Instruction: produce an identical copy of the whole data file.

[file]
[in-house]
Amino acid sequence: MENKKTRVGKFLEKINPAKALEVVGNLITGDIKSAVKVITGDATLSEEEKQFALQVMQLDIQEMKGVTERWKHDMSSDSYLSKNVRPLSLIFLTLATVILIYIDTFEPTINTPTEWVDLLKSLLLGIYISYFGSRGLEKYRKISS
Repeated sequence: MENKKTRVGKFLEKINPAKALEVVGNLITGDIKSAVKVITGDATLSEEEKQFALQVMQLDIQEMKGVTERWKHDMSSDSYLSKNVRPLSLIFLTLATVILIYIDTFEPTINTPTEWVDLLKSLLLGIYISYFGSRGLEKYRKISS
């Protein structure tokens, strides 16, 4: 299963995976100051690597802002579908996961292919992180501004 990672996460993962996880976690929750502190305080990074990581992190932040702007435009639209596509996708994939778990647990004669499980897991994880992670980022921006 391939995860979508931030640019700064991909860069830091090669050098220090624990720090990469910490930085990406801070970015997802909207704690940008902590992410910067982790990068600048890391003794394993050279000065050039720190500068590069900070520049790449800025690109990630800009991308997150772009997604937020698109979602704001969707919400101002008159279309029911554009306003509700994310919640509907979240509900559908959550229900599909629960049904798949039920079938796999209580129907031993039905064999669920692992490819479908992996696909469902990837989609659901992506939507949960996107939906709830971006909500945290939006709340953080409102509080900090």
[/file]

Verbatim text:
[in-house]
Amino acid sequence: MENKKTRVGKFLEKINPAKALEVVGNLITGDIKSAVKVITGDATLSEEEKQFALQVMQLDIQEMKGVTERWKHDMSSDSYLSKNVRPLSLIFLTLATVILIYIDTFEPTINTPTEWVDLLKSLLLGIYISYFGSRGLEKYRKISS
Repeated sequence: MENKKTRVGKFLEKINPAKALEVVGNLITGDIKSAVKVITGDATLSEEEKQFALQVMQLDIQEMKGVTERWKHDMSSDSYLSKNVRPLSLIFLTLATVILIYIDTFEPTINTPTEWVDLLKSLLLGIYISYFGSRGLEKYRKISS
């Protein structure tokens, strides 16, 4: 299963995976100051690597802002579908996961292919992180501004 990672996460993962996880976690929750502190305080990074990581992190932040702007435009639209596509996708994939778990647990004669499980897991994880992670980022921006 391939995860979508931030640019700064991909860069830091090669050098220090624990720090990469910490930085990406801070970015997802909207704690940008902590992410910067982790990068600048890391003794394993050279000065050039720190500068590069900070520049790449800025690109990630800009991308997150772009997604937020698109979602704001969707919400101002008159279309029911554009306003509700994310919640509907979240509900559908959550229900599909629960049904798949039920079938796999209580129907031993039905064999669920692992490819479908992996696909469902990837989609659901992506939507949960996107939906709830971006909500945290939006709340953080409102509080900090």